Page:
A federal appeals court has overturned Sacred Heart Medical Center’s button ban that muted nurses’ concerns about the hospital’s commitment to safe staffing levels.
The Washington State Nurses Association said the ruling preserves nurses’ right to speak up about patient care and workplace safety.
“Nurse staffing has an effect on healthy patient outcomes,” said association spokeswoman Anne Tan Piazza. “That’s the bottom line why this issue is so important.”
Sacred Heart declined to comment on the ruling. Patrick Clarry, human resources director for the hospital, said the issue evolved into a dispute between the nurses association and the National Labor Relations Board.
The 9th U.S. Circuit Court of Appeals ruling stems from 2003 contract negotiations between the 1,200 registered nurses and the hospital. To highlight their concerns, some registered nurses began wearing buttons bearing the statement: “RNs Demand Safe Staffing.”
Sacred Heart executives, reacting to worries expressed by nurse managers that the buttons might disturb patients and family members, issued a ban.
The hospital wrote, in part: “This message … disparages Sacred Heart by giving the impression that we do not have safe staffing. We cannot permit the wearing of these buttons, because patients and family members may fear that the Medical Center is not able to provide adequate care.”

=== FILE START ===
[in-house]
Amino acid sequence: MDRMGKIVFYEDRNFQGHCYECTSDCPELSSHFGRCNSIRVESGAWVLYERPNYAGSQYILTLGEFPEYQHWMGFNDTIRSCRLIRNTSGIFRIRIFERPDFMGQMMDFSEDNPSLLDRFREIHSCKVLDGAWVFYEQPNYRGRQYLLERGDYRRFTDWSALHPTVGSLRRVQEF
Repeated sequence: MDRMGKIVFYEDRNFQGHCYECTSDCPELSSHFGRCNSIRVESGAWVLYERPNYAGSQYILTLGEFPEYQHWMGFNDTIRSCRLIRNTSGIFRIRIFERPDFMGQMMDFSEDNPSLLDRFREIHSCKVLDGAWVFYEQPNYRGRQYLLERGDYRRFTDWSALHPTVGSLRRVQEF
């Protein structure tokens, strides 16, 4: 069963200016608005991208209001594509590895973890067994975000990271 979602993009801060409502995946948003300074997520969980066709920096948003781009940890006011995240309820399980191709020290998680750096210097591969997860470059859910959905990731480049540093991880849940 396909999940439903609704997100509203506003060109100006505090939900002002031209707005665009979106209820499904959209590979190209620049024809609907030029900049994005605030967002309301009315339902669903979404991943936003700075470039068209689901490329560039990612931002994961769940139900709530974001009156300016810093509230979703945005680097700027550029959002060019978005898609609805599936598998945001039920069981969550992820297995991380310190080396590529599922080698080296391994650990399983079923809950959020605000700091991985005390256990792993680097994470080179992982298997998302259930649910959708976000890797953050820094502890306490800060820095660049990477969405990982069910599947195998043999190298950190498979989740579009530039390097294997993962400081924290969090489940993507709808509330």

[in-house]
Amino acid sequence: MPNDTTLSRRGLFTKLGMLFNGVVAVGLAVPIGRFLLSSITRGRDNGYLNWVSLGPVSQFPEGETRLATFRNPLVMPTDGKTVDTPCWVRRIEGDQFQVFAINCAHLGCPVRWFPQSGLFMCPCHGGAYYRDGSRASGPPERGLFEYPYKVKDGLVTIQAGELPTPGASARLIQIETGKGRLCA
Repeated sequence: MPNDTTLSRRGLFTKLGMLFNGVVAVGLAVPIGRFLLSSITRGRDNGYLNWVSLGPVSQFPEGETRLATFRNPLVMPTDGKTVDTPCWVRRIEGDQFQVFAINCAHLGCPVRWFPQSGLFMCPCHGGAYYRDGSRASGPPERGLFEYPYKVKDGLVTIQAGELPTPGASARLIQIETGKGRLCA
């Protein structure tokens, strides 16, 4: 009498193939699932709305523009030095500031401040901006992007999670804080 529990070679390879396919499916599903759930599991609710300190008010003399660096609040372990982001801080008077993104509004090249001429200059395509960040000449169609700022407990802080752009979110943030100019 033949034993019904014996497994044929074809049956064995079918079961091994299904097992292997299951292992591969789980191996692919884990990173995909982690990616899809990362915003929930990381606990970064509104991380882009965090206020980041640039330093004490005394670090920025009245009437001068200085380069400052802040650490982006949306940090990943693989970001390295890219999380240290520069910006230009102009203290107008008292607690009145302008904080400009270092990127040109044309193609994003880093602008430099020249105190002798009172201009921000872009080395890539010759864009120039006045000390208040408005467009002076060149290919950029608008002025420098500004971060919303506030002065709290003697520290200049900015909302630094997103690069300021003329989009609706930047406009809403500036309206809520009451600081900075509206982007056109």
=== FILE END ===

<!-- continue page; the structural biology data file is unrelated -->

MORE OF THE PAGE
Executives also puzzled over the nurses’ decision to wear the buttons even after reaching agreements related to staffing.
Several nurses were told to remove the buttons, though no one was disciplined.
The Washington State Nurses Association, which represents the nurses union, filed an unfair labor practice charge.
An administrative law judge ruled in favor of the nurses.
The hospital appealed to the National Labor Relations Board. In a divided opinion, the board sided with Sacred Heart that the button ban constituted “special circumstances” because of the button’s “inherently disturbing” message.
The issue then landed in front of the 9th Circuit court, which ruled this week that the board erred.
“The board’s determination that special circumstances justified Sacred Heart’s ‘RNs Demand Safe Staffing’ button ban is not supported by substantial evidence in the record,” wrote Judge Richard Paez. “In fact, it is not supported by any evidence.”
The only “offer of proof” of button-related disturbance by Sacred Heart was in the form of concerns by nurse managers, rather than cited examples or testimony of patients and patients’ families saying they were upset.
Paez wrote: “The board’s approach was contrary to its established precedent … and to the basic adjudicatory principle that conjecture is no substitute for evidence.”